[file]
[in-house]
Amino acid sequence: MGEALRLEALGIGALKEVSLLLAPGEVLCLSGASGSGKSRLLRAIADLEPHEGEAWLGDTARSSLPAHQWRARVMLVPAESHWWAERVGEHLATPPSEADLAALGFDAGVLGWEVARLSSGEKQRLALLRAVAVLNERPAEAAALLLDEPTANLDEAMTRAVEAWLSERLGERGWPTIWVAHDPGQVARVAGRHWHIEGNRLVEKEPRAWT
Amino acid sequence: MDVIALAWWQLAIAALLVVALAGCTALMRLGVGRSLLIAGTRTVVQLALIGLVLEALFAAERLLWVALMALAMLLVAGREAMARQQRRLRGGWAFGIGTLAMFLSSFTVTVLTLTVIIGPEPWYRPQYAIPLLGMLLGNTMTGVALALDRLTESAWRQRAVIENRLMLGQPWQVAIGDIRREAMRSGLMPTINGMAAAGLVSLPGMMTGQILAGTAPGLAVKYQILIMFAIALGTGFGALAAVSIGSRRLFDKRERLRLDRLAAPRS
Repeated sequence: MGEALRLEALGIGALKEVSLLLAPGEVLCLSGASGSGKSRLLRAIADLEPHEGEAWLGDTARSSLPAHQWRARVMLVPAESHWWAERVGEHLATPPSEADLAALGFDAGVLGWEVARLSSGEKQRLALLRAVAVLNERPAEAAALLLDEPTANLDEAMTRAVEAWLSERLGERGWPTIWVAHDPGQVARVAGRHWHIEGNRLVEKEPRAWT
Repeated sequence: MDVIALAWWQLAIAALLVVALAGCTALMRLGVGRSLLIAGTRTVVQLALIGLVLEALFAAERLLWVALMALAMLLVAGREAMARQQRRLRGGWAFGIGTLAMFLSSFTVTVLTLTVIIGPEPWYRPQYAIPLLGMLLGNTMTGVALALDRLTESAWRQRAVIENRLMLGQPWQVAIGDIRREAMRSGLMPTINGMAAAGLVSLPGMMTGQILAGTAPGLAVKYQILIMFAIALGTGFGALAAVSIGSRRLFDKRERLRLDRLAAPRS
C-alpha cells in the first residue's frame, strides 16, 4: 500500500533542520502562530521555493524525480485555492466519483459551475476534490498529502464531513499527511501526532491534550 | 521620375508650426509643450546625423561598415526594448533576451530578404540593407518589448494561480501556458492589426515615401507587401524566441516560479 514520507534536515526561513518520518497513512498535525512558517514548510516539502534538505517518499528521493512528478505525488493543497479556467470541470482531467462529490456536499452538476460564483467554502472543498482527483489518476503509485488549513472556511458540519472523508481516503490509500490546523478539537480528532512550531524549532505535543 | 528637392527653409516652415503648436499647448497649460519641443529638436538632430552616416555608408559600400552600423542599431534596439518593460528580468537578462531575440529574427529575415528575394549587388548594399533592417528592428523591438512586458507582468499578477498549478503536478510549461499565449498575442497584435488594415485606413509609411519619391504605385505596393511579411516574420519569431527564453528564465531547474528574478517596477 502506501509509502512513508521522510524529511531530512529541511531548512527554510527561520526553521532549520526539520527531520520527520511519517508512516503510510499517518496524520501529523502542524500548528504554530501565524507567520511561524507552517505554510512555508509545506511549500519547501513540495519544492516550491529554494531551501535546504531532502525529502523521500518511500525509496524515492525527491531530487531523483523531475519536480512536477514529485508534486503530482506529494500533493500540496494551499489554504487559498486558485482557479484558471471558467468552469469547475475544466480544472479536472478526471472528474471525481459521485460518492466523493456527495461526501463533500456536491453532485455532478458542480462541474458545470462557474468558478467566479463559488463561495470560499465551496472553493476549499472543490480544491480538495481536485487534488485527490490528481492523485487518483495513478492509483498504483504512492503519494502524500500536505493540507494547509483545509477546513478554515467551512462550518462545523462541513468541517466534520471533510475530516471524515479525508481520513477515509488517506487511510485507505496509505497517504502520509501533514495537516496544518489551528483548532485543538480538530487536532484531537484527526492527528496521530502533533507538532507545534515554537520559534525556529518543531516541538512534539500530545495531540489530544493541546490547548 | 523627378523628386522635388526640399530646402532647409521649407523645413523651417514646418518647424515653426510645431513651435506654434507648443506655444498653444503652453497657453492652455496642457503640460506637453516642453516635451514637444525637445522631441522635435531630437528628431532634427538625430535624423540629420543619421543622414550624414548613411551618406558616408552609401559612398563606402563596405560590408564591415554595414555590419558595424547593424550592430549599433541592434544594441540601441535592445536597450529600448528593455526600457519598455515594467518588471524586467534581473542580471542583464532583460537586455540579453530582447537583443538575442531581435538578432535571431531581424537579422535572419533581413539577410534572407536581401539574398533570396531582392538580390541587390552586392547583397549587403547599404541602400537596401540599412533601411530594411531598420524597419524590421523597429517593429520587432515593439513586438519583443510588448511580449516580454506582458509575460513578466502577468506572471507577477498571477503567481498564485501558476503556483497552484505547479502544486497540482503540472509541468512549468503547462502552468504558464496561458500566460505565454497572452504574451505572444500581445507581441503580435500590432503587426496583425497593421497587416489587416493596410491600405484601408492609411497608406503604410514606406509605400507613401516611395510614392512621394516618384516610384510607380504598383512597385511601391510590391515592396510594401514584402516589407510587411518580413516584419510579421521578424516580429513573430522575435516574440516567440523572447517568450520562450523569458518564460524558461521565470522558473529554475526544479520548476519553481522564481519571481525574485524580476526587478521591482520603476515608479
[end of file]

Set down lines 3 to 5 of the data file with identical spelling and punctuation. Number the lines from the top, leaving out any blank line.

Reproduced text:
Amino acid sequence: MDVIALAWWQLAIAALLVVALAGCTALMRLGVGRSLLIAGTRTVVQLALIGLVLEALFAAERLLWVALMALAMLLVAGREAMARQQRRLRGGWAFGIGTLAMFLSSFTVTVLTLTVIIGPEPWYRPQYAIPLLGMLLGNTMTGVALALDRLTESAWRQRAVIENRLMLGQPWQVAIGDIRREAMRSGLMPTINGMAAAGLVSLPGMMTGQILAGTAPGLAVKYQILIMFAIALGTGFGALAAVSIGSRRLFDKRERLRLDRLAAPRS
Repeated sequence: MGEALRLEALGIGALKEVSLLLAPGEVLCLSGASGSGKSRLLRAIADLEPHEGEAWLGDTARSSLPAHQWRARVMLVPAESHWWAERVGEHLATPPSEADLAALGFDAGVLGWEVARLSSGEKQRLALLRAVAVLNERPAEAAALLLDEPTANLDEAMTRAVEAWLSERLGERGWPTIWVAHDPGQVARVAGRHWHIEGNRLVEKEPRAWT
Repeated sequence: MDVIALAWWQLAIAALLVVALAGCTALMRLGVGRSLLIAGTRTVVQLALIGLVLEALFAAERLLWVALMALAMLLVAGREAMARQQRRLRGGWAFGIGTLAMFLSSFTVTVLTLTVIIGPEPWYRPQYAIPLLGMLLGNTMTGVALALDRLTESAWRQRAVIENRLMLGQPWQVAIGDIRREAMRSGLMPTINGMAAAGLVSLPGMMTGQILAGTAPGLAVKYQILIMFAIALGTGFGALAAVSIGSRRLFDKRERLRLDRLAAPRS